Wheelabrator Technologies had sought development consent for a new energy-from-waste (EfW) plant, to be known as Wheelabrator Kemsley North (WKN), with a generating capacity of up to 42MW and an annual throughput of up to 390,000 tonnes of waste.
However, while consent was granted allowing the firm to expand its existing facility near Sittingbourne in Kent, the energy secretary Kwasi Kwarteng refused to grant consent for the new incinerator, claiming it would lead to recyclable material being incinerated.
In a ruling handed down on 8 October, Justice Dover refused to overturn the decision from BEIS despite an “error of law” from Kwarteng.
Dover agreed that Kwarteng had failed to consider all of the relevant sections of the 2008 Planning Act in coming to his decision.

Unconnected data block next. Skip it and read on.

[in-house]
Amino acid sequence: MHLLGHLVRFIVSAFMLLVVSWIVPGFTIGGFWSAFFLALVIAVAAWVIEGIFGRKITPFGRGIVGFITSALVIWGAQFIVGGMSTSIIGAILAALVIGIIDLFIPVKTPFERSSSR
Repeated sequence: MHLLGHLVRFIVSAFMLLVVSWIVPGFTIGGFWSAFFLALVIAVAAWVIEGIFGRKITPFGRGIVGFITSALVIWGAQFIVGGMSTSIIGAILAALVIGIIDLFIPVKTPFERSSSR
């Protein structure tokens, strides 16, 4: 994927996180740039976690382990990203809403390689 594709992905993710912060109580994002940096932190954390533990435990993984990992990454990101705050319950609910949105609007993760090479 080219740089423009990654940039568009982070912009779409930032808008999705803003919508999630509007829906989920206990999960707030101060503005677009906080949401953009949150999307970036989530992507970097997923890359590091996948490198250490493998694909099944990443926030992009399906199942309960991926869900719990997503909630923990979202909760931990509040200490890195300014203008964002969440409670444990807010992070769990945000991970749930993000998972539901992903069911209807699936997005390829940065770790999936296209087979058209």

However, he agreed with BEIS that the decision “would have been the same, and certainly the outcome would not have been substantially different, without commission of the error of law which has been identified”.
Dover said that EfW facilities have an “important role to play in waste management”.
However, he added that it “has not been demonstrated that there is a need for the proposed development…. having regard to the evidence that has underpinned the formulation of Kent county council’s revised development plan”.
He added that while the generation of 42MW electricity would be “a benefit having regard to the need for all types of infrastructure", the energy generated would be “partially renewable at best”.
Dover also said that waste recovery capacity in Kent is “well catered” for by Wheelabrator’s K3 Facility and the FCC’s Allington plant, and said “there is no proven need for the plant to be located in Kent”.
In addition, he said the new incinerator “would justifiably put at risk achievement of the revised recycling and composting targets” in Kent.